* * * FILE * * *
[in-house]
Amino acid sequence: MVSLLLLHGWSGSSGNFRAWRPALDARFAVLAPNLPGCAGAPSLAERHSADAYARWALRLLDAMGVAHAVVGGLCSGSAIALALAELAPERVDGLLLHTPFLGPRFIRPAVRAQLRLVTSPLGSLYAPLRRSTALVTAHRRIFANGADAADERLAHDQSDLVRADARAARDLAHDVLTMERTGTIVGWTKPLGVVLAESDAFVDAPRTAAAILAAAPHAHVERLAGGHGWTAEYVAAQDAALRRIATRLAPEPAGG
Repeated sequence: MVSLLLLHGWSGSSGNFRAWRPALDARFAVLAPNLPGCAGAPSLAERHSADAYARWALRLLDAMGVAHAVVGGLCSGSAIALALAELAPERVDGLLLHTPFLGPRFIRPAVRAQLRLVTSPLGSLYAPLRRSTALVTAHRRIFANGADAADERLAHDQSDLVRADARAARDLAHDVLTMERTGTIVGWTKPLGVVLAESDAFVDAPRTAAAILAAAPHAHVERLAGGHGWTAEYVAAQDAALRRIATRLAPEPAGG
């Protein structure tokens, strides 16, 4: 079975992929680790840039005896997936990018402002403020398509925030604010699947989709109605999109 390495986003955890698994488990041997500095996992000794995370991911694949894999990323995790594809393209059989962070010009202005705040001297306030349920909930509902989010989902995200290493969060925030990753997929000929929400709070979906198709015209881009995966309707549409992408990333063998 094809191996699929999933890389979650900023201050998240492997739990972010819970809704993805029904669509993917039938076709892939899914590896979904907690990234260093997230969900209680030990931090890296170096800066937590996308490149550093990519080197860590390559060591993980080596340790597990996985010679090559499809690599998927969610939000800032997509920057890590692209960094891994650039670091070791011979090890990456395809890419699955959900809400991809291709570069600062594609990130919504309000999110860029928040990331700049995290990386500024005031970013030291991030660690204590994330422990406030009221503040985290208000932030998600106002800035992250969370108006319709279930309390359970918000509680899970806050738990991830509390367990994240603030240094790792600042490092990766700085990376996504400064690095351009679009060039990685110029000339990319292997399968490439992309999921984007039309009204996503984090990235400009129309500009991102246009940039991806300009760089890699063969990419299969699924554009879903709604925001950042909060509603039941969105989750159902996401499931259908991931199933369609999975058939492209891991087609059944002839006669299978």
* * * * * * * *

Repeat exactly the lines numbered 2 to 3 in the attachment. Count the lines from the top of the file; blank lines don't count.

Amino acid sequence: MVSLLLLHGWSGSSGNFRAWRPALDARFAVLAPNLPGCAGAPSLAERHSADAYARWALRLLDAMGVAHAVVGGLCSGSAIALALAELAPERVDGLLLHTPFLGPRFIRPAVRAQLRLVTSPLGSLYAPLRRSTALVTAHRRIFANGADAADERLAHDQSDLVRADARAARDLAHDVLTMERTGTIVGWTKPLGVVLAESDAFVDAPRTAAAILAAAPHAHVERLAGGHGWTAEYVAAQDAALRRIATRLAPEPAGG
Repeated sequence: MVSLLLLHGWSGSSGNFRAWRPALDARFAVLAPNLPGCAGAPSLAERHSADAYARWALRLLDAMGVAHAVVGGLCSGSAIALALAELAPERVDGLLLHTPFLGPRFIRPAVRAQLRLVTSPLGSLYAPLRRSTALVTAHRRIFANGADAADERLAHDQSDLVRADARAARDLAHDVLTMERTGTIVGWTKPLGVVLAESDAFVDAPRTAAAILAAAPHAHVERLAGGHGWTAEYVAAQDAALRRIATRLAPEPAGG